A week after Hurricane Harvey devastated large swaths of the US Gulf coast, Americans on the East Coast on Sunday were warily watching the progress of another major storm, Hurricane Irma.
A waffling Hurricane Irma trudged through the tropical Atlantic on Friday promising a rebound in virility but giving few clues to its long-range path.
After bursting from a tropical storm to a powerful Category 3 hurricane in just 12 hours on Thursday, Irma dipped briefly to a Cat 2 cyclone as its towering thunderstorms sputtered on cooler sea surface temperatures. By late afternoon, it was back to a major hurricane with 120 mph winds.
National Hurricane Center forecasters said in their 11 p.m. advisory that Irma may fluctuate in intensity over the next few days as it moves into warmer waters, but also faces slightly stronger wind shear. Irma was about 1,500 miles east of the Leeward Islands Friday afternoon.
Hurricane Irma is swirling in the Atlantic, giving few indications of a future path and denying forecasters a chance to catch their breaths after the devastation of Hurricane Irma could strike U.S. East Coast by next weekend, or it …
The storm has so far defied tradition when it comes to paths taken by past Cabo Verde storms as it ticks west-southwest before taking a forecast turn toward the north next week. The five-day forecast puts Irma on the doorstep of the islands of Martinique through St. Martin on Tuesday as a 130-mph Category 4 hurricane.
Dan Kottlowski, a hurricane expert with the Pennsylvania-based AccuWeather, said it’s too early to know if the U.S. coastline will be affected by Irma. A clearer picture should emerge Monday or Tuesday.
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“It may be a fish storm, but there is no way to tell right now,” Kottlowski said, referring to the nickname given tropical cyclones that head out to sea with no impact to land. “People don’t need to panic and I don’t think it’s worth them worrying about it over Labor Day weekend.”
Still, Palm Beach County emergency managers urged that regardless of Irma’s ultimate destination, the long weekend is a good time to review hurricane plans and take inventory of supplies.
Irma is likely to strengthen in the next few days. … definitely at risk and should prepare for hurricane conditions.
Where will Irma go? Nobody knows Hurricane Irma is swirling in the Atlantic, giving few indications of a future … that Hurricane Harvey is the strongest storm to make landfall in the United States …
The theorists claim the earth is about to undergo a "polar flip," which would cause subsequent global earthquakes that would destroy our planet. NASA explains a "polar flip" occurs when the Earth's magnetic field reverses. This phenomenon happens about once every 200,000 to 300,000 years, but it's been twice as long since the last reversal.
"Many doomsday theorists have tried to take this natural geological occurence and suggest it could lead to Earth's destruction," said NASA. "But would there be any dramatic effects?
“We advertise three to five days for general preparedness, but it’s not a bad thing to have at least seven-day supply,” Blakeney said. “We really need people over this holiday weekend to take some time to pay attention to the local media and just be vigilant so there’s no surprise.”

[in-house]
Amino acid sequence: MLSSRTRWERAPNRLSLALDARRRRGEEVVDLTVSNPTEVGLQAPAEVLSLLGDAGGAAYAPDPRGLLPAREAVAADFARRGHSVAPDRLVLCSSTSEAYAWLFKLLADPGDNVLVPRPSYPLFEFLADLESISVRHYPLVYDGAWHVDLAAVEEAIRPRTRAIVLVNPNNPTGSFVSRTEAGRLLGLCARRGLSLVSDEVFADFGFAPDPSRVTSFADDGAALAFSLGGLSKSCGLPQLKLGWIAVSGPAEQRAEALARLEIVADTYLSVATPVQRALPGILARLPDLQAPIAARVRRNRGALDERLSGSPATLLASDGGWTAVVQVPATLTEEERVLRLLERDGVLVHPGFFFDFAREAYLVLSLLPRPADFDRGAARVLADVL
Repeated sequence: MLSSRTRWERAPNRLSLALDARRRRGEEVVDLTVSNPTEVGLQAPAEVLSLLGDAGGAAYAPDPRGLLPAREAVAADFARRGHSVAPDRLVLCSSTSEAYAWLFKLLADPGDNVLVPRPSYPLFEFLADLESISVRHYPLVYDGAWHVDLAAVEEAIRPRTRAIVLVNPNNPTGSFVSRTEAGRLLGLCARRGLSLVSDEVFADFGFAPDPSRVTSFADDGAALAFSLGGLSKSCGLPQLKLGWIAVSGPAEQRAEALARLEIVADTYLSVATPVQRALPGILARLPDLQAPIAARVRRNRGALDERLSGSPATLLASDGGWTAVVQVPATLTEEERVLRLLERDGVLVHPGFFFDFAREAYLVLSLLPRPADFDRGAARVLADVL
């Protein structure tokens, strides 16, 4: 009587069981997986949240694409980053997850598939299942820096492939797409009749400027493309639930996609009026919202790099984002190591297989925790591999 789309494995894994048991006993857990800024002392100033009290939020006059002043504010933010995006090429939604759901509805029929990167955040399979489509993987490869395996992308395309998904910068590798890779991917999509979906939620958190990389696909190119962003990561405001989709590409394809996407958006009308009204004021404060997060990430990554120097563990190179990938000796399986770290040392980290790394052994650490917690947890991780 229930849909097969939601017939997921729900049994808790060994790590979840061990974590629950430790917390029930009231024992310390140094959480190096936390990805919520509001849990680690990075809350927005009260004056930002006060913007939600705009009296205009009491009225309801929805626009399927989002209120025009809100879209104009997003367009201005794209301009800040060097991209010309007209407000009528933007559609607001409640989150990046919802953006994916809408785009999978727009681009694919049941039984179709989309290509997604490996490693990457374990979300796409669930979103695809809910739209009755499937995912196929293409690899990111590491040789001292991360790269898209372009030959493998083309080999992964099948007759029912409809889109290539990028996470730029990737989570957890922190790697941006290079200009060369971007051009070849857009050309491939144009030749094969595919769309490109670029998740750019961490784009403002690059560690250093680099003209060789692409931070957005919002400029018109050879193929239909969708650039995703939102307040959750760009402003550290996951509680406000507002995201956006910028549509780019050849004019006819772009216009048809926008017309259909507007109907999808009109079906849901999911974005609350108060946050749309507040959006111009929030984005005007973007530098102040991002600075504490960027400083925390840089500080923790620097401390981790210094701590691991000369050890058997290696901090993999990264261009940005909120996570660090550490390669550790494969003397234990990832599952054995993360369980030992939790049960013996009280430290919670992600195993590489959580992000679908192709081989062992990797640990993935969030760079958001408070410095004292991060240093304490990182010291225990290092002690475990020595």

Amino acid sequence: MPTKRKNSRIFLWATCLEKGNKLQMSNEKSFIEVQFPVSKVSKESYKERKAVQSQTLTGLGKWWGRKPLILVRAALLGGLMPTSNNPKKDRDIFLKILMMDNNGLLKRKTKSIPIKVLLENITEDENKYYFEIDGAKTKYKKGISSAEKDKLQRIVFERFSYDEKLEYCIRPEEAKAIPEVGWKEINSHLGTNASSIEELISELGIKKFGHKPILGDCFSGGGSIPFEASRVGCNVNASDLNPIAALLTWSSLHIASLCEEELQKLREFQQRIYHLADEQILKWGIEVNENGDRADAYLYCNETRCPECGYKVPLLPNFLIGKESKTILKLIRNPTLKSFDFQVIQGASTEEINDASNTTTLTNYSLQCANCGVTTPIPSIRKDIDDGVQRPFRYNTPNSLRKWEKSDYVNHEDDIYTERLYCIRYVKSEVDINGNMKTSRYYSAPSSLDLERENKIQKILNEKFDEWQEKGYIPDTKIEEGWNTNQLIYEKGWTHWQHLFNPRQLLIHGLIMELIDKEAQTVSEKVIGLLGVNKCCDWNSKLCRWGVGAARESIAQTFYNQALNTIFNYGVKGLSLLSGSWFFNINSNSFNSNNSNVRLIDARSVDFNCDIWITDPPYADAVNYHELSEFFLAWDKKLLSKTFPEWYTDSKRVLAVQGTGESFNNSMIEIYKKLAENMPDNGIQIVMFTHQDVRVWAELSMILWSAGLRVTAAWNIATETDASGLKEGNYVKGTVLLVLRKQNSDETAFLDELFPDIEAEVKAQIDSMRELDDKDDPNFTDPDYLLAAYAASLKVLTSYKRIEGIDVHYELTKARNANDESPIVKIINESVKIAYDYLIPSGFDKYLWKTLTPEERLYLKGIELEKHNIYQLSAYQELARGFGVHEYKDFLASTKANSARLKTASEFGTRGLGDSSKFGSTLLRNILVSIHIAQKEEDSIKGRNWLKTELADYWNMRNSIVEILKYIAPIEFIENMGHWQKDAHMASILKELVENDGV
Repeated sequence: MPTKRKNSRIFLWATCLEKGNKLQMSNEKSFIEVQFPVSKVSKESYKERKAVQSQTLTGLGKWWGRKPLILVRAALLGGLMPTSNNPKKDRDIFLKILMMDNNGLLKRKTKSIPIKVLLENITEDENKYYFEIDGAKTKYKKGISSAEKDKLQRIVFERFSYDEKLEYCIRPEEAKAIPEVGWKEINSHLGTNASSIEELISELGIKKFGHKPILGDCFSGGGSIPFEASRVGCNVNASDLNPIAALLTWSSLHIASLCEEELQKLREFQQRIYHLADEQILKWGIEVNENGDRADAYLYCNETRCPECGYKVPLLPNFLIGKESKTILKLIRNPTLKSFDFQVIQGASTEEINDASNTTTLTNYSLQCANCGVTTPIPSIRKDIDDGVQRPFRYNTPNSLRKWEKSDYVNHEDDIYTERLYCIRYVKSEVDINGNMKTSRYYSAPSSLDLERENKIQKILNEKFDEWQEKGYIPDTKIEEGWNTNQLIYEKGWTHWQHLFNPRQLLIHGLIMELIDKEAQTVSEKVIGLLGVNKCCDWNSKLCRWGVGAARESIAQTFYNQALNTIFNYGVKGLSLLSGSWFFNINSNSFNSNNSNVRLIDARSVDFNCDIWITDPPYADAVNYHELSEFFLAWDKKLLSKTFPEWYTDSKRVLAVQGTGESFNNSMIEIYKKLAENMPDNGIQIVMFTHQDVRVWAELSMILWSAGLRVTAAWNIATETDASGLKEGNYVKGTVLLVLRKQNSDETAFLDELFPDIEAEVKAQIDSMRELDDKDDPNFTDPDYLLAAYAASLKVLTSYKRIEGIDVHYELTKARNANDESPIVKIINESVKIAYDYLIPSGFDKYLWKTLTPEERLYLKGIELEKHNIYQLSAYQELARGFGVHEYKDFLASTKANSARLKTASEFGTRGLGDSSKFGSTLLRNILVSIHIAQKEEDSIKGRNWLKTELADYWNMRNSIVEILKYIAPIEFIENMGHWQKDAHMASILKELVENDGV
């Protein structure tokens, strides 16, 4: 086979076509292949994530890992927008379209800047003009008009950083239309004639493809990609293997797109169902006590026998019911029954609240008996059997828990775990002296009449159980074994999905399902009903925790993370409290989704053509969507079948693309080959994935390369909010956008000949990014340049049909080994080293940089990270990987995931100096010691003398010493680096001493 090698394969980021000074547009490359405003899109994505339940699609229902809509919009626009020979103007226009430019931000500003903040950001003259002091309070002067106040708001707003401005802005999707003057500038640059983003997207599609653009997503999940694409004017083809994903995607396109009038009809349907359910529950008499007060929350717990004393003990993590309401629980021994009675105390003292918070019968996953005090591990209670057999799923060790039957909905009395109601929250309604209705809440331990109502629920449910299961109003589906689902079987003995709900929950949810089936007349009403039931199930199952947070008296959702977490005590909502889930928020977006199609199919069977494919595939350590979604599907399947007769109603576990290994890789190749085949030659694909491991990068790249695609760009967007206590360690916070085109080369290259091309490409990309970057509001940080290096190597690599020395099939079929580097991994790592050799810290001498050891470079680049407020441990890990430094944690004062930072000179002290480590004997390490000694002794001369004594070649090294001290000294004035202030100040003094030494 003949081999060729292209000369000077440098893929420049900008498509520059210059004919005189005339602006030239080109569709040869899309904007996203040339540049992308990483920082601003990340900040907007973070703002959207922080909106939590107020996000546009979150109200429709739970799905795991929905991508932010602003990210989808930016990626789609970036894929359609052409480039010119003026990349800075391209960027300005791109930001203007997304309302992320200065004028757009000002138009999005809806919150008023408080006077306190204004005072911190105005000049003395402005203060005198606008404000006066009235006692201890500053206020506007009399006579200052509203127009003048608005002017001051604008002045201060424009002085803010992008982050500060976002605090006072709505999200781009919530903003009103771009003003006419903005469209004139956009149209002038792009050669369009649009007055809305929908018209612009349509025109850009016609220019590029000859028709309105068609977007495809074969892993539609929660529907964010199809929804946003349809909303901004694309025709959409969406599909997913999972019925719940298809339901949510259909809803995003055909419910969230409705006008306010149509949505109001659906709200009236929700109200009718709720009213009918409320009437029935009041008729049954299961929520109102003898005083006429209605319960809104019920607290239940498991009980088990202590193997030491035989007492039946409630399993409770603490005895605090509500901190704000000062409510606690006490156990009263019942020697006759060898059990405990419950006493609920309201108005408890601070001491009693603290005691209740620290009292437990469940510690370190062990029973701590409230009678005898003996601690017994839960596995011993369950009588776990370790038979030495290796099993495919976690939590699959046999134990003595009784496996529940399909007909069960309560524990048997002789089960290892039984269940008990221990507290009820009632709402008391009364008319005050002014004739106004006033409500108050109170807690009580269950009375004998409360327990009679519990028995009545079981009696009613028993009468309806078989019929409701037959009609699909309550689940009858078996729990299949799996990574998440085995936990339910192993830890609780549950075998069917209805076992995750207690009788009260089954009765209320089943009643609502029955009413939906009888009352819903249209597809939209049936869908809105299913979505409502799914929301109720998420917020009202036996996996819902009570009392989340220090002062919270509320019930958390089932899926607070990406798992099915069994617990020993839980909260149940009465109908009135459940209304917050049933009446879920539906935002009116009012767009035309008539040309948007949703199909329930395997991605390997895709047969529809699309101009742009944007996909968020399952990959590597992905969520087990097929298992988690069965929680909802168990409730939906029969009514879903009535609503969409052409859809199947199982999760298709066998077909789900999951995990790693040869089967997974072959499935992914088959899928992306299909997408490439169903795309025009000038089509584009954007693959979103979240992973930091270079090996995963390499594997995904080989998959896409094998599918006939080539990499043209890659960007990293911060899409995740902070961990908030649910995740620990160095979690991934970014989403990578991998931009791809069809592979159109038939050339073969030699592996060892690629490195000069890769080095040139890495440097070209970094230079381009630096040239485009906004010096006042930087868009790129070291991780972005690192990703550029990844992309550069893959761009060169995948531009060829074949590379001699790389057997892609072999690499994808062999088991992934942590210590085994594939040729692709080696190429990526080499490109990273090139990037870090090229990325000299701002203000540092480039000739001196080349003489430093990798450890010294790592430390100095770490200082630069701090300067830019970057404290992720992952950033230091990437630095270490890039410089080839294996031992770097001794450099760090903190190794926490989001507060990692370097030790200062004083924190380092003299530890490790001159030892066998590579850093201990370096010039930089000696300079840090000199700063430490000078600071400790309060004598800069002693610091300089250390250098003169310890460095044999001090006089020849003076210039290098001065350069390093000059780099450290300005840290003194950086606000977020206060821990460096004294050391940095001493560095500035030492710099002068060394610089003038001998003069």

The National Weather Service warned that fake storm graphics mimicking those of the National Hurricane Center were floating around social media showing various Irma doomsday scenarios for Texas and other areas of the country.
One way to tell if a forecast is from the NHC is that official advisories extend only five days into the future.
“There are a lot of mean people out there who want to cause panic,” said Kottlowski said. “It’s understandable there is anxiety after Hurricane Harvey.”
Where Irma tracks depends on a few atmospheric puzzle pieces, including the Bermuda High and an upper-level low pressure system that is expected to sweep west to east through the U.S. next week.
If Irma skirts around the western edge of the Bermuda High and heads north, a strong upper-level system moving due east over the U.S. would help push Irma out to sea. If the upper-level system is weak, or lifts to the northeast, it would have less influence over sending Irma away from the coast.
“The easiest call for Irma is it’s going to be plowing through the Atlantic as a powerful hurricane for quite a few days to come,” said meteorologist and Weather Underground blogger Bob Henson. “Beyond Wednesday, the uncertainty in Irma’s track expands greatly.”
Since 1966, about 11 percent of hurricanes that formed in the same area where Irma was born in the far eastern Atlantic made a U.S. landfall, according to Colorado State University hurricane expert Phil Klotzbach.
That includes hurricanes Gloria (1985), Hugo (1989), Georges (1998), Isabel (2003) and Ivan (2004).
Ivan made landfall in Alabama, but devastated areas of the Florida Panhandle. Georges hit the Florida Keys as a Cat 2 hurricane.
But some emergency managers are more worried about people’s reactions following Palm Beach County’s scary near-miss with Hurricane Matthew last year.
“The biggest concern we have is when people try to predict what a storm will do based on what the last storm did,” Blakeney said. “Every storm is different. You can’t plan today based on what the last storm did.”
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SOURCE : mydailyinformer.com
SOURCE : mypalmbeachpost.com